Ganciclovir is effective in the treatment of human infections with viruses of the Herpesviridae family. Beside antiviral properties, recently ganciclovir was described to inhibit microglial proliferation and disease severity of experimental autoimmune encephalomyelitis, an inflammatory model of multiple sclerosis. Microglial activation and proliferation are main characteristics of neuroinflammatory CNS diseases and inhibition of microglial functions might be beneficial in autoimmune diseases, or detrimental in infectious diseases. The objective of this study was to determine potential inhibitory effects of ganciclovir in three different murine animal models of CNS neuroinflammation in which microglia play an important role: Theiler´s murine encephalomyelitis, the cuprizone model of de- and remyelination, and the vesicular stomatitis virus encephalitis model. In addition, in vitro experiments with microglial cultures were performed to test the hypothesis that ganciclovir inhibits microglial proliferation. In all three animal models, neither microglial proliferation or recruitment nor disease activity was changed by ganciclovir. In vitro experiments confirmed that microglial proliferation was not affected by ganciclovir. In conclusion, our results show that the antiviral drug ganciclovir does not inhibit microglial activation and proliferation in the murine CNS.
    • Application of light sheet microscopy for qualitative and quantitative analysis of bronchus-associated lymphoid tissue in mice.

      Mzinza, David Twapokera; Fleige, Henrike; Laarmann, Kristin; Willenzon, Stefanie; Ristenpart, Jasmin; Spanier, Julia; Sutter, Gerd; Kalinke, Ulrich; Valentin-Weigand, Peter; Förster, Reinhold; TWINCORE, Zentrum für experimentelle uns klinische Ifektionsforschung GmbH, Feodor-Lynen-Str. 7, 30625 Hannover, Germany. (2018-02-12)
      Bronchus-associated lymphoid tissue (BALT) develops at unpredictable locations around lung bronchi following pulmonary inflammation. The formation and composition of BALT have primarily been investigated by immunohistology that, due to the size of the invested organ, is usually restricted to a limited number of histological sections. To assess the entire BALT of the lung, other approaches are urgently needed. Here, we introduce a novel light sheet microscopy-based approach for assessing lymphoid tissue in the lung. Using antibody staining of whole lung lobes and optical clearing by organic solvents, we present a method that allows in-depth visualization of the entire bronchial tree, the lymphatic vasculature and the immune cell composition of the induced BALT. Furthermore, three-dimensional analysis of the entire lung allows the qualitative and quantitative enumeration of the induced BALT. Using this approach, we show that a single intranasal application of the replication-deficient poxvirus MVA induces BALT that constitutes up to 8% of the entire lung volume in mice deficient in CCR7, in contrast to wild type mice (WT). Furthermore, BALT induced by heat-inactivated E. coli is dominated by a pronounced T cell infiltration in Cxcr5-deficient mice, in contrast to WT mice.Cellular and Molecular Immunology advance online publication, 12 February 2018; doi:10.1038/cmi.2017.150.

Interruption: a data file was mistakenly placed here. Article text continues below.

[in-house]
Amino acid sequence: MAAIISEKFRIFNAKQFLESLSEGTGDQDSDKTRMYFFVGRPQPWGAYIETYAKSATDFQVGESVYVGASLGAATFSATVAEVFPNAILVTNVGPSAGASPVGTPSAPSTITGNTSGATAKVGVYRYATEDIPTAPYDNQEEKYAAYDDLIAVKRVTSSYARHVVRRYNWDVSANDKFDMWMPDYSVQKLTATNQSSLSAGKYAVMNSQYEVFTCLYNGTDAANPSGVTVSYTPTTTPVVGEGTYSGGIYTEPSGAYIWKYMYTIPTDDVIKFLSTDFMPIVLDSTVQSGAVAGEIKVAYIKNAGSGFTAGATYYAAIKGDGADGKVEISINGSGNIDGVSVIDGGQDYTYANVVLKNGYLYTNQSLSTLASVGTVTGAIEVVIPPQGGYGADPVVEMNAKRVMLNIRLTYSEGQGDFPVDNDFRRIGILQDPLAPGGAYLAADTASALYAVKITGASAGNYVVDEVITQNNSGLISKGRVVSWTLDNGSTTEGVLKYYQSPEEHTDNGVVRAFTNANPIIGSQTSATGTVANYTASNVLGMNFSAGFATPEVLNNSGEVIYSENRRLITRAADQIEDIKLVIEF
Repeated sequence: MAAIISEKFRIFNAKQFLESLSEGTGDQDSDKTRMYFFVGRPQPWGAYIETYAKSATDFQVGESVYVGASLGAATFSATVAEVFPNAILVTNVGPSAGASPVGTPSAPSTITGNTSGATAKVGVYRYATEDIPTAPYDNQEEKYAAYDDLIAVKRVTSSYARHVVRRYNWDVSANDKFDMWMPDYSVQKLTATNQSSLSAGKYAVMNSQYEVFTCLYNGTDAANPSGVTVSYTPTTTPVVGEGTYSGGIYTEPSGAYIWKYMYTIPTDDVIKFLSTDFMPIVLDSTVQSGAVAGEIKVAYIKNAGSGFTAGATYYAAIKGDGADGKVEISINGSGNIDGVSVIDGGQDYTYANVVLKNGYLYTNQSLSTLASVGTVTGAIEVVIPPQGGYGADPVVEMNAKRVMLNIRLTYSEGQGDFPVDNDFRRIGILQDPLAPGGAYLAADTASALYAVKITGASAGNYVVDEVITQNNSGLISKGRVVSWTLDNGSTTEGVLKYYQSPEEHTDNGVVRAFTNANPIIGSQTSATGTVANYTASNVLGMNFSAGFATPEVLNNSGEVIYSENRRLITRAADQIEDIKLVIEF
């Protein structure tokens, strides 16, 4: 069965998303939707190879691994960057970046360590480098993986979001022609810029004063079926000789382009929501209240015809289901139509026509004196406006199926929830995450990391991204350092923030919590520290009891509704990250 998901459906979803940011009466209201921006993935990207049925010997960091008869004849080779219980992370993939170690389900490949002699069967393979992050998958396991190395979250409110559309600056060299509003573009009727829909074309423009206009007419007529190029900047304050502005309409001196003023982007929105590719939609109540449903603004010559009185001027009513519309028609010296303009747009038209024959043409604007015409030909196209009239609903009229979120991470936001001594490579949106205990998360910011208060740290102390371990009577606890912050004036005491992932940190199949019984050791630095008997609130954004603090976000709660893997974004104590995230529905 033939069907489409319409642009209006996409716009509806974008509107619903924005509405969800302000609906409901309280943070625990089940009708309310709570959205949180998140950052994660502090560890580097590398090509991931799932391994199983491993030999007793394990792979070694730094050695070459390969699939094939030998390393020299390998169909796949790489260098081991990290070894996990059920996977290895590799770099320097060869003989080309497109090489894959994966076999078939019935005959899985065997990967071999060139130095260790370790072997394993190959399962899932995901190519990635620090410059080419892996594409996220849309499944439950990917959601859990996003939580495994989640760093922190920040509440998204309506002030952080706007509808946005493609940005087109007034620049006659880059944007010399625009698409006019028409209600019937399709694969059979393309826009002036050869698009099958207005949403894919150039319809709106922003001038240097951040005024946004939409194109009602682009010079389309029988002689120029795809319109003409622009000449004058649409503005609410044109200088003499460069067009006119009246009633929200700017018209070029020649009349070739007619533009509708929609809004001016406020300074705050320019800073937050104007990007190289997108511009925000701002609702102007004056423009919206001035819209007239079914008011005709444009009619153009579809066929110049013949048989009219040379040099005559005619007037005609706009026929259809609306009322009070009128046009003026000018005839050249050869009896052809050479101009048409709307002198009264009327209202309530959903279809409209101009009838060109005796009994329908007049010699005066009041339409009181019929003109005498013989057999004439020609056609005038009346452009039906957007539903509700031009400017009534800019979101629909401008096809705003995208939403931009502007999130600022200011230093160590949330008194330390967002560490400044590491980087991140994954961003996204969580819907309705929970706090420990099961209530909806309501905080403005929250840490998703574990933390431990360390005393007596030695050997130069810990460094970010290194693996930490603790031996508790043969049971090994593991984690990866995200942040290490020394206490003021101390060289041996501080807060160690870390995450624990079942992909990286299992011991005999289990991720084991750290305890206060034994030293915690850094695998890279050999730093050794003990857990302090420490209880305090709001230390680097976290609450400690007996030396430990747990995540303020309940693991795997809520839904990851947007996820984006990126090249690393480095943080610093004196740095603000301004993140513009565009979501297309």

• Assessment and reporting of the clinical immunogenicity of therapeutic proteins and peptides-harmonized terminology and tactical recommendations.

      Shankar, G; Arkin, S; Cocea, L; Devanarayan, V; Kirshner, S; Kromminga, A; Quarmby, V; Richards, S; Schneider, C K; Subramanyam, M; Swanson, S; Verthelyi, D; Yim, S; Janssen Research & Development, LLC (Johnson & Johnson), 1400 McKean Road, P.O. Box 776, Spring House, Pennsylvania, 19477, USA, Gshanka3@its.jnj.com. (2014-07)
      Immunogenicity is a significant concern for biologic drugs as it can affect both safety and efficacy. To date, the descriptions of product immunogenicity have varied not only due to different degrees of understanding of product immunogenicity at the time of licensing but also due to an evolving lexicon that has generated some confusion in the field. In recent years, there has been growing consensus regarding the data needed to assess product immunogenicity. Harmonization of the strategy for the elucidation of product immunogenicity by drug developers, as well as the use of defined common terminology, can benefit medical practitioners, health regulatory agencies, and ultimately the patients. Clearly, understanding the incidence, kinetics and magnitude of anti-drug antibody (ADA), its neutralizing ability, cross-reactivity with endogenous molecules or other marketed biologic drugs, and related clinical impact may enhance clinical management of patients treated with biologic drugs. To that end, the authors present terms and definitions for describing and analyzing clinical immunogenicity data and suggest approaches to data presentation, emphasizing associations of ADA development with pharmacokinetics, efficacy, and safety that are necessary to assess the clinical relevance of immunogenicity.
    • Biosimilars: what clinicians should know.